Skip to content

Where has all the growth gone?

We all know that the recession has hit families hard, but even mainstream newspapers and magazines have finally caught onto the fact that American household incomes have been stagnant for decades.  The Federal Reserve recently reported that the median household income has fallen more than 6% since 2001 (adjusted for inflation).  And yet … the economy has grown most of that time.

In fact, were American national income in 2010 distributed to people and households in the same proportions as it was in 2001, the median household income would now be 6% higher than in 2001, not 6% lower.  In other words, there’s been enough growth to compensate for the rising number of households, and then some.  If the realonomy grew with the economy, we’d all be fine.

Where has all the money gone?  Again the answer is no surprise.  It’s gone to the very rich.  Not the merely rich.  The very rich.

Even the merely rich have seen stagnant or declining incomes since the turn of the century.  Federal Reserve data show that the 10% of households in America are actually slightly poorer than they were ten years ago.  Even the top 1% have seen only minor gains since 2001.  For real income growth, you have to look to the top 0.1% or 0.01%.

There the gains have been substantial.  The incomes of the top 0.01% don’t show up in surveys, but they do show up in tax data.  The World Top Incomes Database (WTID) uses IRS data to compute average real incomes for tax-filing households.  Figures are available for all households, the top 10 percent, the top 1 percent, and even the top 0.01% of households.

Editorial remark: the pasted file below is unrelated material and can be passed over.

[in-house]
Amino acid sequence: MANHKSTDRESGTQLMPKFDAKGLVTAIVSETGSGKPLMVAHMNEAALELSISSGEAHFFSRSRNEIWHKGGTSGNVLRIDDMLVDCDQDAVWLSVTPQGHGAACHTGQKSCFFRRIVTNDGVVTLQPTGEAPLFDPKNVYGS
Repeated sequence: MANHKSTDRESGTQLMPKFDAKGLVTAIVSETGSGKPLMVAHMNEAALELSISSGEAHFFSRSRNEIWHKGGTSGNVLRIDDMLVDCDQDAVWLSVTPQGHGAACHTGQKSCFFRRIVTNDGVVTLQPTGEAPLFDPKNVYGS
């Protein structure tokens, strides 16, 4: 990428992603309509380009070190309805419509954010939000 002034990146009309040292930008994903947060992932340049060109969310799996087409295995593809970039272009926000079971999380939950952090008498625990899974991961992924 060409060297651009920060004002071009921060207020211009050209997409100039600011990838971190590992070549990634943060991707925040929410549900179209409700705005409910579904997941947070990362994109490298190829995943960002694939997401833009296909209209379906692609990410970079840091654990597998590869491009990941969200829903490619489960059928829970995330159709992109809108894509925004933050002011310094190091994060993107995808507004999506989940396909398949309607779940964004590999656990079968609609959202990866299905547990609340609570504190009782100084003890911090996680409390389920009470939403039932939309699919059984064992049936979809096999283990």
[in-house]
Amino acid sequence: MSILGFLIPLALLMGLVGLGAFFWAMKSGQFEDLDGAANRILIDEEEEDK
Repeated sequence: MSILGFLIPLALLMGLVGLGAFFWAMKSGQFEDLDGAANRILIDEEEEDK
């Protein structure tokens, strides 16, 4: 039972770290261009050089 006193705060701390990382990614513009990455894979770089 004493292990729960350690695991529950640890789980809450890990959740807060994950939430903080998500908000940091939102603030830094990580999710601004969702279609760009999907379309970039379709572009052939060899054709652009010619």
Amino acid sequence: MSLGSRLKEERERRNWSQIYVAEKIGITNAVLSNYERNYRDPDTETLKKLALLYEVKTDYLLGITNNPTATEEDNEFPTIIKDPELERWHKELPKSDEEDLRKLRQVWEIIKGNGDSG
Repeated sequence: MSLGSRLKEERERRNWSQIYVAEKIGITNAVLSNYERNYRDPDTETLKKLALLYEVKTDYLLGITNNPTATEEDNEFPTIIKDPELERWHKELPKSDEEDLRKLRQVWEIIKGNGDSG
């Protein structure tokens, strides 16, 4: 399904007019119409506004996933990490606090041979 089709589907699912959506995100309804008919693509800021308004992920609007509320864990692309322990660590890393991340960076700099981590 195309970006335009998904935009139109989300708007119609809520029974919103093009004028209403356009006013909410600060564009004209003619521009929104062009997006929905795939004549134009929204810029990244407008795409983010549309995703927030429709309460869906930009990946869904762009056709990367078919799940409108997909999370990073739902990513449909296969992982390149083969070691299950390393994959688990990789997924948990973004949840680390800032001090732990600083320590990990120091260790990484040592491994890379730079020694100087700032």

These data show that for the top 0.01 percent of tax filing households — that’s the top 1 in 10,000 — incomes rose an average of 29% between 2001 and 2010.  These households account for just 30,000 of so people.  It’s these lucky 30,000 who’ve garnered nearly all of the growth in the US economy over the past ten years.

Americans argue endlessly about fair levels of taxation, government spending, and whether or not it’s right to tax the rich for being rich.  Meanwhile daylight robbery goes on right under our noses every day.  When it comes down to weighing what’s fair to 30,000 people versus what’s fair to 300,000,000 people, the 30,000 should have a very high bar to prove their case.

Today’s America, however, seems more intent on protecting the right of 30,000 very rich people to earn even more than on ensuring the right of 300,000,000 people to decent jobs government services.  That’s pathological.  Until America gets over its fixation on promoting the desires of the wealthy for even more wealth, the country’s moral and physical decay will continue.  I’m not holding my breath.

Published inAll ArticlesArchive
Sydney-based globalization expert Salvatore Babones is available to speak on the Chinese economy (demographics, growth, technology), the Belt & Road Initiative, global trade networks, and Australia-China relations. Contact: